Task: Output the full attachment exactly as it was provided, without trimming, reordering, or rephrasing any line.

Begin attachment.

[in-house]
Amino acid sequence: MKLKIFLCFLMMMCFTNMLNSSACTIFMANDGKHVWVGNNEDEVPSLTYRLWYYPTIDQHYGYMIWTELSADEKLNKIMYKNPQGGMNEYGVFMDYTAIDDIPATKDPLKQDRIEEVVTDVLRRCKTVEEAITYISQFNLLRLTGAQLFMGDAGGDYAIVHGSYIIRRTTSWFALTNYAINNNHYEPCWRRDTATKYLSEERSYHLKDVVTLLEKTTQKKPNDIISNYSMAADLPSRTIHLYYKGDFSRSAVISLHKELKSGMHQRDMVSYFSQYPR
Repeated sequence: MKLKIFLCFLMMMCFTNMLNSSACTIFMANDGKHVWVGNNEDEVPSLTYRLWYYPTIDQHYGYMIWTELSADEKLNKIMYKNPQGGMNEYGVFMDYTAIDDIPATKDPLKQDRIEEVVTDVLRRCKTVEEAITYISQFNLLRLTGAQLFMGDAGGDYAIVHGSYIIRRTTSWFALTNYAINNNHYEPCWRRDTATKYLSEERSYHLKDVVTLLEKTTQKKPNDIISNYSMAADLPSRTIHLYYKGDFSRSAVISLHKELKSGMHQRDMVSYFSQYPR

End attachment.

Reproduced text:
[in-house]
Amino acid sequence: MKLKIFLCFLMMMCFTNMLNSSACTIFMANDGKHVWVGNNEDEVPSLTYRLWYYPTIDQHYGYMIWTELSADEKLNKIMYKNPQGGMNEYGVFMDYTAIDDIPATKDPLKQDRIEEVVTDVLRRCKTVEEAITYISQFNLLRLTGAQLFMGDAGGDYAIVHGSYIIRRTTSWFALTNYAINNNHYEPCWRRDTATKYLSEERSYHLKDVVTLLEKTTQKKPNDIISNYSMAADLPSRTIHLYYKGDFSRSAVISLHKELKSGMHQRDMVSYFSQYPR
Repeated sequence: MKLKIFLCFLMMMCFTNMLNSSACTIFMANDGKHVWVGNNEDEVPSLTYRLWYYPTIDQHYGYMIWTELSADEKLNKIMYKNPQGGMNEYGVFMDYTAIDDIPATKDPLKQDRIEEVVTDVLRRCKTVEEAITYISQFNLLRLTGAQLFMGDAGGDYAIVHGSYIIRRTTSWFALTNYAINNNHYEPCWRRDTATKYLSEERSYHLKDVVTLLEKTTQKKPNDIISNYSMAADLPSRTIHLYYKGDFSRSAVISLHKELKSGMHQRDMVSYFSQYPR